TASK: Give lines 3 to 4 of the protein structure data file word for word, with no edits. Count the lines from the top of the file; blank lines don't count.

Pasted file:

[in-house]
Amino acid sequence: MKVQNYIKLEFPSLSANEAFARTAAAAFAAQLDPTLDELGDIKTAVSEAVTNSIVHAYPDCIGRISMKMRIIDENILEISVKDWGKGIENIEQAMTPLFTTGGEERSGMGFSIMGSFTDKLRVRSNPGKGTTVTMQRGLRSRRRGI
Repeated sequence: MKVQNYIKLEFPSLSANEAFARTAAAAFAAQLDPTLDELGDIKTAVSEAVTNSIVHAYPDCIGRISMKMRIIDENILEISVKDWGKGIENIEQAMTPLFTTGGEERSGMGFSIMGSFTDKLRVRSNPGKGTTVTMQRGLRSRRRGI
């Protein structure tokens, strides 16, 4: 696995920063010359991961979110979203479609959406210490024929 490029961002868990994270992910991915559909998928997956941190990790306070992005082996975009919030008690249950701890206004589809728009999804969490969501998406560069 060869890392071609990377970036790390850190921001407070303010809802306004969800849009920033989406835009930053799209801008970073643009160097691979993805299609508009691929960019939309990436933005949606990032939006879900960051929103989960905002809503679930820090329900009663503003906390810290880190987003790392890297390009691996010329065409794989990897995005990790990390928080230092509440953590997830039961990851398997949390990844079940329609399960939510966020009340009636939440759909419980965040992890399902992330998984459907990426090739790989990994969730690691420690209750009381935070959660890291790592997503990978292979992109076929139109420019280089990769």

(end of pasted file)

Repeated sequence: MKVQNYIKLEFPSLSANEAFARTAAAAFAAQLDPTLDELGDIKTAVSEAVTNSIVHAYPDCIGRISMKMRIIDENILEISVKDWGKGIENIEQAMTPLFTTGGEERSGMGFSIMGSFTDKLRVRSNPGKGTTVTMQRGLRSRRRGI
């Protein structure tokens, strides 16, 4: 696995920063010359991961979110979203479609959406210490024929 490029961002868990994270992910991915559909998928997956941190990790306070992005082996975009919030008690249950701890206004589809728009999804969490969501998406560069 060869890392071609990377970036790390850190921001407070303010809802306004969800849009920033989406835009930053799209801008970073643009160097691979993805299609508009691929960019939309990436933005949606990032939006879900960051929103989960905002809503679930820090329900009663503003906390810290880190987003790392890297390009691996010329065409794989990897995005990790990390928080230092509440953590997830039961990851398997949390990844079940329609399960939510966020009340009636939440759909419980965040992890399902992330998984459907990426090739790989990994969730690691420690209750009381935070959660890291790592997503990978292979992109076929139109420019280089990769």